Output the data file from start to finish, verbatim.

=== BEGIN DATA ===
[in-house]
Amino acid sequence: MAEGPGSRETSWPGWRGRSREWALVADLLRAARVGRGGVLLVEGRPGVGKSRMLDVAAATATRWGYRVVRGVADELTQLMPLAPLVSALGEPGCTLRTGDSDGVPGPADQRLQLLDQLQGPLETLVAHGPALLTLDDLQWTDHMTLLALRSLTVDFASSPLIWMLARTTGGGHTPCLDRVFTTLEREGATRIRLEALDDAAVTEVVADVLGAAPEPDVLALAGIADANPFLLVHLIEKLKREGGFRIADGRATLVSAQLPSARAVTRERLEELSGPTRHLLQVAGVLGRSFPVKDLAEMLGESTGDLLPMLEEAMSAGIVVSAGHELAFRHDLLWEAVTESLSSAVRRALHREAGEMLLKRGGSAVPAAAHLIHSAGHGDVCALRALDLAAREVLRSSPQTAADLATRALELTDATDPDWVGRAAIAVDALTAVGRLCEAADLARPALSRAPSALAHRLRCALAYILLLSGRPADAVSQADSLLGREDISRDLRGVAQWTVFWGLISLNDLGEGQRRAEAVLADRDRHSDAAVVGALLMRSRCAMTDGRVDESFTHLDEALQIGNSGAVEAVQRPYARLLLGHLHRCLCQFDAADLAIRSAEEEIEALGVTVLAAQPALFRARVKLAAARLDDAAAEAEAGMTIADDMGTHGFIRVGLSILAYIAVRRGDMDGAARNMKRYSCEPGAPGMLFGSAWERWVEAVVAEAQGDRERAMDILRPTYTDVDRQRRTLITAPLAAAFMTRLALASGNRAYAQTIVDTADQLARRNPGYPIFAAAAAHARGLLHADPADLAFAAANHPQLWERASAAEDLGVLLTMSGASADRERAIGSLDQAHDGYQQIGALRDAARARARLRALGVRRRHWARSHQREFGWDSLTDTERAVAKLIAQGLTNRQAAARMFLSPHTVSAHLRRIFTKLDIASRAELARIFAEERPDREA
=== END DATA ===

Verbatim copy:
[in-house]
Amino acid sequence: MAEGPGSRETSWPGWRGRSREWALVADLLRAARVGRGGVLLVEGRPGVGKSRMLDVAAATATRWGYRVVRGVADELTQLMPLAPLVSALGEPGCTLRTGDSDGVPGPADQRLQLLDQLQGPLETLVAHGPALLTLDDLQWTDHMTLLALRSLTVDFASSPLIWMLARTTGGGHTPCLDRVFTTLEREGATRIRLEALDDAAVTEVVADVLGAAPEPDVLALAGIADANPFLLVHLIEKLKREGGFRIADGRATLVSAQLPSARAVTRERLEELSGPTRHLLQVAGVLGRSFPVKDLAEMLGESTGDLLPMLEEAMSAGIVVSAGHELAFRHDLLWEAVTESLSSAVRRALHREAGEMLLKRGGSAVPAAAHLIHSAGHGDVCALRALDLAAREVLRSSPQTAADLATRALELTDATDPDWVGRAAIAVDALTAVGRLCEAADLARPALSRAPSALAHRLRCALAYILLLSGRPADAVSQADSLLGREDISRDLRGVAQWTVFWGLISLNDLGEGQRRAEAVLADRDRHSDAAVVGALLMRSRCAMTDGRVDESFTHLDEALQIGNSGAVEAVQRPYARLLLGHLHRCLCQFDAADLAIRSAEEEIEALGVTVLAAQPALFRARVKLAAARLDDAAAEAEAGMTIADDMGTHGFIRVGLSILAYIAVRRGDMDGAARNMKRYSCEPGAPGMLFGSAWERWVEAVVAEAQGDRERAMDILRPTYTDVDRQRRTLITAPLAAAFMTRLALASGNRAYAQTIVDTADQLARRNPGYPIFAAAAAHARGLLHADPADLAFAAANHPQLWERASAAEDLGVLLTMSGASADRERAIGSLDQAHDGYQQIGALRDAARARARLRALGVRRRHWARSHQREFGWDSLTDTERAVAKLIAQGLTNRQAAARMFLSPHTVSAHLRRIFTKLDIASRAELARIFAEERPDREA